I recalled the doll she used to play with. “Tiny?” I inquired, “You mean the little fellow in blue shorts and a yellow Children’s Hospital tee shirt?”
She nodded through her tears.
“Tiny didn’t get drowned,” I reassured her, “As a matter of fact, I met him walking up Gatehouse Street a couple of hours ago when I was coming out of Casualty. I think he’s gone walkabout.”
The waterworks stopped abruptly, and she looked up at me with her wide brown eyes.
“What’s walkabout-ing? And where has he gone?”
“It means that he’s gone to seek his fortune in the wide world outside Melbourne. And as for where…”
I shrugged my shoulders and turned my palms outward, “Who knows? You never plan ahead when you go walkabout. But he’s a big lad, and he knows how to take care of himself. He wanted me to tell you that he’ll write to you. I’m sure you’ll get a postcard from him soon.”
“But why did he want to leave me?”
“Because he’s a young man,” I said (convincingly I hoped) “And young men, when they reach a certain age, need to leave their comfortable homes and travel out into the world outside. Isn’t that correct?” and I looked to her mother for confirmation. Mother, I was relieved to note, smiled and nodded.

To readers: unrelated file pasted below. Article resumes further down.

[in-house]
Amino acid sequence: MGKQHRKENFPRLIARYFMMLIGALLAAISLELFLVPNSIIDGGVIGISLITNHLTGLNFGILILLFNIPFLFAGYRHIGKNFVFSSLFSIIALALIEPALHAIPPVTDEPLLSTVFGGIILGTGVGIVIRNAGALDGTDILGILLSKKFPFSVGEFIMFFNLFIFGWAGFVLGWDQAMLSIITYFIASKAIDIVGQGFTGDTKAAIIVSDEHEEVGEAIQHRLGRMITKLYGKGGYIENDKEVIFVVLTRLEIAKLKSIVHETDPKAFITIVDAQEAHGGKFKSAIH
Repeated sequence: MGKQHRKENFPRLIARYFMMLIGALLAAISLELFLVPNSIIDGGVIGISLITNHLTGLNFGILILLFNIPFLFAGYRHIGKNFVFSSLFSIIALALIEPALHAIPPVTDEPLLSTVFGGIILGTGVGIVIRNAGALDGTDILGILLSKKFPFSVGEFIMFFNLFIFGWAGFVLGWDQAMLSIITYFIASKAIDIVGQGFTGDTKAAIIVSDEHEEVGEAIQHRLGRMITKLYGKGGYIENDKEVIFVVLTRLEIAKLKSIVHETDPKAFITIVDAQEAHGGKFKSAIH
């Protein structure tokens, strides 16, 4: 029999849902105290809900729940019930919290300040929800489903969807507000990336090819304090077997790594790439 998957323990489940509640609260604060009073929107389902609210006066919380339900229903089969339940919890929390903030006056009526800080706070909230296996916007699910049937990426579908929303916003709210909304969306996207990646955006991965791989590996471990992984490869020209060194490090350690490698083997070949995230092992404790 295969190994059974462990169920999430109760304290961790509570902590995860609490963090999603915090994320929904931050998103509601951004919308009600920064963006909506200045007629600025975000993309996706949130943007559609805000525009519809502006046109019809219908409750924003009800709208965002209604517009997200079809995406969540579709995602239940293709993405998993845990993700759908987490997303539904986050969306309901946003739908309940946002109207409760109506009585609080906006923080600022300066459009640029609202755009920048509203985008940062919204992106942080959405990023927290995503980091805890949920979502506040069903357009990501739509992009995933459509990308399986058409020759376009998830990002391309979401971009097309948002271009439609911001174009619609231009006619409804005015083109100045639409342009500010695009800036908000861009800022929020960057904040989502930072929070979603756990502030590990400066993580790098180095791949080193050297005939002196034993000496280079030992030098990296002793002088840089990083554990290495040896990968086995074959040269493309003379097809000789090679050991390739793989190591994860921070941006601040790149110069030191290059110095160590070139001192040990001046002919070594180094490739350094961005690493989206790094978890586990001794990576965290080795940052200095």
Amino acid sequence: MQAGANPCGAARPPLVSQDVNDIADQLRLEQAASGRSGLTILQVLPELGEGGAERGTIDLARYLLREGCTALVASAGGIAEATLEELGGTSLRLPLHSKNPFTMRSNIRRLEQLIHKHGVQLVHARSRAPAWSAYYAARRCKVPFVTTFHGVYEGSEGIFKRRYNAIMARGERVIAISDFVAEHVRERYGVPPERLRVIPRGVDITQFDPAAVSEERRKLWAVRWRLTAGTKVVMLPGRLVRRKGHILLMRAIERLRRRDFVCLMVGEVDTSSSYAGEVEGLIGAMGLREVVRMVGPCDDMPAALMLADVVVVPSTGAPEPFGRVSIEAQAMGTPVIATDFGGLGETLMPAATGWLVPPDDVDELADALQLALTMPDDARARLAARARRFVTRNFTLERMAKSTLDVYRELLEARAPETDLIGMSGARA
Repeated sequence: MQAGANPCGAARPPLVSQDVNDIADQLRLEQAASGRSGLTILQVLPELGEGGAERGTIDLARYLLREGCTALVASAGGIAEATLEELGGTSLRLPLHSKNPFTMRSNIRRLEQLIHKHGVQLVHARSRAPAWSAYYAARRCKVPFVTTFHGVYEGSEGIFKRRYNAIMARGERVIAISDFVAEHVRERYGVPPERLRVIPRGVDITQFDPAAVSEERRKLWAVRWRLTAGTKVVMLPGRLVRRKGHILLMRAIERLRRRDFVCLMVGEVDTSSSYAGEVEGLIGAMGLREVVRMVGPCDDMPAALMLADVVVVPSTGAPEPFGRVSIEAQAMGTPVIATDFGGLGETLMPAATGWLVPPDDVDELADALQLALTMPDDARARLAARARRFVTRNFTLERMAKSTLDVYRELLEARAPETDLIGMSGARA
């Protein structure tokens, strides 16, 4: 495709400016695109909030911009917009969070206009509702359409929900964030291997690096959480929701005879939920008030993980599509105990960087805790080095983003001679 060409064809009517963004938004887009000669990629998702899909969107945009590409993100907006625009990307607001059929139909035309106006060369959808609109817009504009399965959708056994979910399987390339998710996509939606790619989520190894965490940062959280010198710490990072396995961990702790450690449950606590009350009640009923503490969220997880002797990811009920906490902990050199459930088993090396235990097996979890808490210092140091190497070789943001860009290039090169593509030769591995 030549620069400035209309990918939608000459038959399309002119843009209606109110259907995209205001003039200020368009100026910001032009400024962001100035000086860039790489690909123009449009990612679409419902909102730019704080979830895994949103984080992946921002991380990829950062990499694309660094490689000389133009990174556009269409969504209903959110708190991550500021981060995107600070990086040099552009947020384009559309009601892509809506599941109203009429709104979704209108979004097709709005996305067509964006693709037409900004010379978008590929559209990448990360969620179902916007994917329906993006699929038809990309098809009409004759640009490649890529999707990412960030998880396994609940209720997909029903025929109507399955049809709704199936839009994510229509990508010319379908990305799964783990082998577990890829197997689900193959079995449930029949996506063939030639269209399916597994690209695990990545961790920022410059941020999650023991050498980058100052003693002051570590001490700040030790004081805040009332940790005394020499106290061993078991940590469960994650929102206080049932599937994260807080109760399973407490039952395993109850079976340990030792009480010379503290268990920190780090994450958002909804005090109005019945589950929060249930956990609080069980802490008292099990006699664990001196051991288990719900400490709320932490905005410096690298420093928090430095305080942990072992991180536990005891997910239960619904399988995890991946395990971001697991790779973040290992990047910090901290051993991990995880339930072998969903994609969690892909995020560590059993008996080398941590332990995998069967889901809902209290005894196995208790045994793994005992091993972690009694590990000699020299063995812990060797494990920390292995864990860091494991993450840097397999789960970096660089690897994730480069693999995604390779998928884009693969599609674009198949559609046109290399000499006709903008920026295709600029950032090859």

“That was clever,” she observed, as Tina ran off into the garden.
“Clever but not original,” I admitted, “I read something similar years ago in a story about the writer Franz Kafka.”
“Original or not, it certainly stopped her tears – and that’s the main thing. I’m ever so grateful to you.”
We walked up the path together, and paused in the landing where the front doors of our respective flats faced each other. “Have you settled in all right?” she paused as she inserted her key into its lock, “When I saw the unit opposite was occupied again, I should have popped across and asked if I could help in any way – but these last few weeks have been chaotic.”
“No worries,” I replied trying to sound Australian, “The truth is, I didn’t have much settling in to do, since I’m only here as a locum for three months. I’m more or less living out of a suitcase.”
“Where do you work at the Children’s, then?” she asked.
I explained briefly about my three month temporary job as a surgical registrar, and added, “Incidentally, I’m Ranjit Kumara.”
“And I’m Cathy Williams. I’m a physiotherapist on the Chest Unit.” She smiled again as she opened the door and waited for Tina to come in. “And thanks again. If there’s anything I can do to help, let me know, okay?”
* * * * *
I did not see either of them until the next Saturday – when, returning from the city with a supermarket bag full of groceries (mainly coffee, cereal and frozen dinners), I found Tina waiting for me.
“He sent me a postcard!” she informed me excitedly, waving a card with a picture of the penguin parade on Philip Island.